6. QI - quick fall interval.
      7. Q - quick fall ratio divisor. If the longest execution time of a completed command is above timeout/Q and time from the previous quick fall is smaller than QI, the corresponding device considered heavily overloaded. It is needed to handle cases when load on device is instantly increased.
      8. QD - divisor on which device's queue size will be decreased if device considered heavily overloaded.
      9. Max_exec_ratio - scst default timeout / worst command execution time

    • Timer starts when the command is received and ends when the command is finished.
    • If the number of commands on a device is equal to the queue depth of the device then the queue_full flag is set to true.
    • When command is finished max_exec_ratio of the device is set to maximum of
      1. max_exec_ratio
      2. Execution time of command
      3. *100 / timeout of command.

    • After finishing the command, if its execution time is above timeout/Q and time from latest quickfall is above QI,
      1. The device's queue_depth set to maximum of (1, device's queue_depth/QD).
      2. Flow control period reset.

    • There should be a work, which once in a P seconds will check max_exec_ratio, then:
      1. If device neither underloaded, nor overloaded. i.e. max_exec_ratio between defined by MN and MX, do nothing.
        If device was underloaded.
        If queue_was_full is false, then do nothing.
        If queue_was_full is true, then set device's queue_depth to min(default queue depth , device's queue_depth + I)
      2. If device was overloaded, then set queue_depth to max(1, device’s queue_depth/D).


  • Components from other projects:

    We have used following components:

    On target side:   scst-1.0.1.1
                                  iscsi-scst -1.0.1.1 (target driver)
                                  scstadmin -1.0.6

    On initiator side: open-iscsi 2.0-871

    Platform: Linux Vanilla Kernel-2.6.27.42

    SCST is an interface between SCSI target drivers and Linux kernel. It is designed to simplify target driver development and making Linux compatible for various targets drivers. It provides all the necessary functionality of Linux SCSI midlayer, residing in the upper layer of SCSI subsystem. It provides simple command processing path which allows reaching maximum possible performance and scalability.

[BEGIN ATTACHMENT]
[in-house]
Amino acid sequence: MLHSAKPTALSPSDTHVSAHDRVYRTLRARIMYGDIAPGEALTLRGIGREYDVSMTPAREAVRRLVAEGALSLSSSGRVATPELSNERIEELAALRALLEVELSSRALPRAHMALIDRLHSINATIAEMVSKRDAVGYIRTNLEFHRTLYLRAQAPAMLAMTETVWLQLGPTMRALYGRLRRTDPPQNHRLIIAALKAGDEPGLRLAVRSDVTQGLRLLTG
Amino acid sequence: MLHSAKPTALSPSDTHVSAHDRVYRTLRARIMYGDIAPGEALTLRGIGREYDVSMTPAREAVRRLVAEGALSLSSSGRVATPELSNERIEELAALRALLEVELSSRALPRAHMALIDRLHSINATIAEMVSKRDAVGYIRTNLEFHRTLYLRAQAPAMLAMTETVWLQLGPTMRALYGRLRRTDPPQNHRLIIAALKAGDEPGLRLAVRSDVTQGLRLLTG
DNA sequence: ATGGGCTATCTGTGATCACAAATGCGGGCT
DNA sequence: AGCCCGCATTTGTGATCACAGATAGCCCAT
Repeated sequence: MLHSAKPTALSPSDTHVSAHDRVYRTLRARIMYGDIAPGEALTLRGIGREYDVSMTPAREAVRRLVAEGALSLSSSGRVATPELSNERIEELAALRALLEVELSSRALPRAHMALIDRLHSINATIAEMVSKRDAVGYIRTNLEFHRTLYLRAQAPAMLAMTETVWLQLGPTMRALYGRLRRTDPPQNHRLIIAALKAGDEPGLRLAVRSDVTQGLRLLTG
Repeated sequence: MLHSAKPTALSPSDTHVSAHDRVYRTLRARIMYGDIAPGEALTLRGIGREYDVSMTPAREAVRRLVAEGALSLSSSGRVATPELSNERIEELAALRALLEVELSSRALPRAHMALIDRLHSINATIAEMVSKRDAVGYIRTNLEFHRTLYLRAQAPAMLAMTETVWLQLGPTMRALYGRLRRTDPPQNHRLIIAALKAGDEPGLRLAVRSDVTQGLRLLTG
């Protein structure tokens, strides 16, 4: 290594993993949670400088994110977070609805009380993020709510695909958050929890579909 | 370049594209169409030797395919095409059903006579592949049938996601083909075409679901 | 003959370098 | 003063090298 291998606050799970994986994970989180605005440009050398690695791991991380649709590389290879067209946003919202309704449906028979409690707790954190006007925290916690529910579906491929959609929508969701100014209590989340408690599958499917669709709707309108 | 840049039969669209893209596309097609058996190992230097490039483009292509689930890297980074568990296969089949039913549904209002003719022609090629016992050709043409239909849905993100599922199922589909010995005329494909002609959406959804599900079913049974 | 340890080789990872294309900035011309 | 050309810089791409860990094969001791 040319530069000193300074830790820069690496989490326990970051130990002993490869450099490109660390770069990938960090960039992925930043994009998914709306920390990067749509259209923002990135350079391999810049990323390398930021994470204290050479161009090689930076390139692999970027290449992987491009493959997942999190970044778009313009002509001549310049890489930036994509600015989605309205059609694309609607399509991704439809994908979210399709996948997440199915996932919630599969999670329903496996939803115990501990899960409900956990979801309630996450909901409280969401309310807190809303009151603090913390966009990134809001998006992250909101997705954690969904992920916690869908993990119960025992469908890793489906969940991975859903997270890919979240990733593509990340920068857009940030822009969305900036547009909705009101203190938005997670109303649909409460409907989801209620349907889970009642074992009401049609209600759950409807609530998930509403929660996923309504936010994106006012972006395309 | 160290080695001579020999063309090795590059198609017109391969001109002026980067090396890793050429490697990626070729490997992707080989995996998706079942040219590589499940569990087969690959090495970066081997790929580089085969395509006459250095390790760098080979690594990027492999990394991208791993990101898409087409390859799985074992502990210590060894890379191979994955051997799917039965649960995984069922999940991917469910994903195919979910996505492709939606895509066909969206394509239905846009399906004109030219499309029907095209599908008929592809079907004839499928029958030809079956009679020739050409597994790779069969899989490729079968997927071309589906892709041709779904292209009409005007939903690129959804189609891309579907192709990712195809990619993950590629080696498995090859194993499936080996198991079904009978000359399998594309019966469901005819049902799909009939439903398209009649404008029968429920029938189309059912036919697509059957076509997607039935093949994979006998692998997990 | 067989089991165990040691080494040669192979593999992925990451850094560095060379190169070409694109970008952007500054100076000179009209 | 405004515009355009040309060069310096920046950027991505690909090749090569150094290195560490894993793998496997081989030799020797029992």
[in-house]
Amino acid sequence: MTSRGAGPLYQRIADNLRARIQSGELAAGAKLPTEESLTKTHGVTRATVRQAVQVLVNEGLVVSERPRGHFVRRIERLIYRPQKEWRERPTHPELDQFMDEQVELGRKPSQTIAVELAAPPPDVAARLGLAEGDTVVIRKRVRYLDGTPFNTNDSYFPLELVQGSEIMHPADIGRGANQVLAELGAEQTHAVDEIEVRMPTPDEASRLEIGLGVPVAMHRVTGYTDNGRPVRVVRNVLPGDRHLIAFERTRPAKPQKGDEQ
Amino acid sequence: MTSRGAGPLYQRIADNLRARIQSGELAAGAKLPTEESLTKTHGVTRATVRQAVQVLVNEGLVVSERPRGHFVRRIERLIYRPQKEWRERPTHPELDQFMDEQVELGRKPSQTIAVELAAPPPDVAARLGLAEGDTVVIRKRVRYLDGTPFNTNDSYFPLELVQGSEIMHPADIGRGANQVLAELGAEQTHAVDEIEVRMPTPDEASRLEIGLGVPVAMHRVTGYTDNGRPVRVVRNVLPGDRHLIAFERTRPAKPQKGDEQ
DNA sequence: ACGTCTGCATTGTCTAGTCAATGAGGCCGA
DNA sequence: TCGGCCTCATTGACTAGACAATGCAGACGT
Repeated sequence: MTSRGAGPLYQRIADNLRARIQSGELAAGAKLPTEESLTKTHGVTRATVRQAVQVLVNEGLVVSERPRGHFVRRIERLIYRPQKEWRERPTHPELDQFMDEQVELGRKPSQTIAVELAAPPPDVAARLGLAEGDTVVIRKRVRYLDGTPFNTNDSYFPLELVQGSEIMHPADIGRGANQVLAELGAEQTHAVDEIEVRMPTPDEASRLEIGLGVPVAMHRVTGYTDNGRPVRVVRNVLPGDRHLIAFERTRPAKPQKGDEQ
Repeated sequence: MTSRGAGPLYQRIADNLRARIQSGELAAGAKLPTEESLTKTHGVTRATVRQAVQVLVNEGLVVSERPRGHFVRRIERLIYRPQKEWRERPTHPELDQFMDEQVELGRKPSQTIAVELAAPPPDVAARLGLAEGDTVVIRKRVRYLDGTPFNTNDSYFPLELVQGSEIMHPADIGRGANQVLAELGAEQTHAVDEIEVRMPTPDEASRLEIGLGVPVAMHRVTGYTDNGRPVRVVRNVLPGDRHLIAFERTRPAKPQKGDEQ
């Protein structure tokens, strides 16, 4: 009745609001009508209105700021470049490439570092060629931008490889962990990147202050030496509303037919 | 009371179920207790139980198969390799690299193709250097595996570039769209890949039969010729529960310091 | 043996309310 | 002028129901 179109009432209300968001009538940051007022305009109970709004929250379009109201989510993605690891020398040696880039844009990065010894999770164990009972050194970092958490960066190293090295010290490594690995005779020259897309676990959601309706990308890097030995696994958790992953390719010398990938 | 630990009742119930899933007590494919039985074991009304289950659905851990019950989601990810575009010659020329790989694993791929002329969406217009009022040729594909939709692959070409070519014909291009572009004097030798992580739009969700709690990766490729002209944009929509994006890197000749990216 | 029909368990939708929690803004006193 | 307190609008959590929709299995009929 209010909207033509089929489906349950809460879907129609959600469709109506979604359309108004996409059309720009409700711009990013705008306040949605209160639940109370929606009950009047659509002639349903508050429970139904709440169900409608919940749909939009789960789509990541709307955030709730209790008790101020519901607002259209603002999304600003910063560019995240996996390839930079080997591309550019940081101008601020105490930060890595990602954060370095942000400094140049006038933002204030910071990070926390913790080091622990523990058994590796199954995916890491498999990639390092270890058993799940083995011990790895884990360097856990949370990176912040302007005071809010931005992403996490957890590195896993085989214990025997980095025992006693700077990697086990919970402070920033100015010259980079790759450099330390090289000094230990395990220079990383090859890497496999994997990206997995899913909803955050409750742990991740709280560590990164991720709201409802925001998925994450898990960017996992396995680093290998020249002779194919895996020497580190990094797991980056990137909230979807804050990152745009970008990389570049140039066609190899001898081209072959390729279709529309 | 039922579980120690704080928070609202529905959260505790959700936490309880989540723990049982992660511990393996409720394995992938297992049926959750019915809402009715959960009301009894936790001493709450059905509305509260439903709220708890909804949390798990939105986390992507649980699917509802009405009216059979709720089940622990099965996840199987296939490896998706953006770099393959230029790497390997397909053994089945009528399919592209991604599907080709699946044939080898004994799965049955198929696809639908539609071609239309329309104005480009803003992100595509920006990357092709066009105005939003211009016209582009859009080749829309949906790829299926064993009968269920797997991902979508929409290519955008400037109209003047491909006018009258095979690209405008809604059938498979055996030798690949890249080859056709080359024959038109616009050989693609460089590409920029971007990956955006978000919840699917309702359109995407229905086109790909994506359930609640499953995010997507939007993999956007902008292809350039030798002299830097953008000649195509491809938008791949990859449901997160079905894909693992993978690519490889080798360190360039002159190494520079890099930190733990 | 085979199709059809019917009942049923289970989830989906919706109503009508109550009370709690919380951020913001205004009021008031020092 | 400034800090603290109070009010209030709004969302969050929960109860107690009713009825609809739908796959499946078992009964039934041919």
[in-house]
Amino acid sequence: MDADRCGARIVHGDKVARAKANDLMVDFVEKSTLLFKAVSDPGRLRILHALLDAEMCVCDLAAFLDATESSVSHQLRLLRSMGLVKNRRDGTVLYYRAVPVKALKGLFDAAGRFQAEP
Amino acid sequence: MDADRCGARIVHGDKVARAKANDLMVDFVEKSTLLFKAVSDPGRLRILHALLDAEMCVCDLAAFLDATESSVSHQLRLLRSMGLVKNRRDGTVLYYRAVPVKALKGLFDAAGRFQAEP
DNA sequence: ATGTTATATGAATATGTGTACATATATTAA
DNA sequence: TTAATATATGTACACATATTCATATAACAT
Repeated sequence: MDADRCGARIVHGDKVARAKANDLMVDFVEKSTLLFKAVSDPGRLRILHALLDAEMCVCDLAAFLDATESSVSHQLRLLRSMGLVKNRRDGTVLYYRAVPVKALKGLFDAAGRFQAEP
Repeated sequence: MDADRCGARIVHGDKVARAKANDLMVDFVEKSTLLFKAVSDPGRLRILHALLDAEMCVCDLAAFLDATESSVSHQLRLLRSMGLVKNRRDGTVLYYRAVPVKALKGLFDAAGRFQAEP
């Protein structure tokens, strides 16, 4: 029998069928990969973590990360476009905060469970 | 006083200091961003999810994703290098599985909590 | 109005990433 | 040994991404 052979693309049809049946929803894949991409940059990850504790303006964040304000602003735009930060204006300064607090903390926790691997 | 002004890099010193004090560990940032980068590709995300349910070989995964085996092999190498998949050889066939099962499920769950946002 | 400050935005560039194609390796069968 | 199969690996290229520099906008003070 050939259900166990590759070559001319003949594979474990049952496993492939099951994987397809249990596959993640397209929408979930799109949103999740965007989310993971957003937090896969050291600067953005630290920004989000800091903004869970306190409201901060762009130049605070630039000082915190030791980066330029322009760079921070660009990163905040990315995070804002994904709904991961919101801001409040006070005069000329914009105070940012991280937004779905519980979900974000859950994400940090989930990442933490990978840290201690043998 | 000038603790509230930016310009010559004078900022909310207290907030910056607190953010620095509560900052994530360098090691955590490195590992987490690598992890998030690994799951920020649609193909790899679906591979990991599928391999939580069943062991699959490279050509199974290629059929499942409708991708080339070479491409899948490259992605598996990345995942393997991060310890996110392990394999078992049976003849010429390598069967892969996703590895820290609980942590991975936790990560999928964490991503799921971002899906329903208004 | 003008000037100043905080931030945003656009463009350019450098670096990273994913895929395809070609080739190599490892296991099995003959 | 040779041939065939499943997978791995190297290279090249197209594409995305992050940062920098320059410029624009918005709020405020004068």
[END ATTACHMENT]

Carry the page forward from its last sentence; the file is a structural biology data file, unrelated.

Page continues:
• Innovation:
    • Many systems like Sun Solaris, HP, and Linux offer several kernel based tuning parameters that are used to adjust the queue depth of the SCSI devices. But none of them offer any mechanism to handle the queue depth dynamically.
    • If the system has a combination of devices that support smaller and larger queue depths, then a queue depth has to be set to a value, which would work for most devices. Using above algorithm the queue depth is utilized in efficient way such that every device works at its best, without compromising with queue depth.
    • Setting the queue depth to a value larger than the device can handle will result in I/Os being held off once a QUEUE FULL condition exists on the disk.

      Our algorithm provides a mechanism that will lower the queue depth of the device in case of overload condition avoiding infinite QUEUE FULL conditions on that device. This will be also beneficial when the connected SCSI devices support smaller queue depth for load balancing.

  • Practical Application:
    • If you have multiple active paths to a SCSI device (LUN), you might need to manage your device queue depths to maximize the device's performance. This is particularly true with dynamic multi-pathing applications - such as EMC's PowerPath application—which allow all multiple paths to a LUN to be in use simultaneously.
    • In SAN (storage area network) even in single-pathing or static multi-pathing environments, management of device queue depths can be important to maximize the performance, throughput and reliability of the storage device.
    • The market is demanding longer distance connectivity and greater peripheral connection capability as well as dynamic configuration features. Today, SCSI is the technology of choice for the vast majority of server and high-performance PC environments. This algorithm will improve the efficiency of SAN to large extent and will also improve the performance of SCSI storage devices.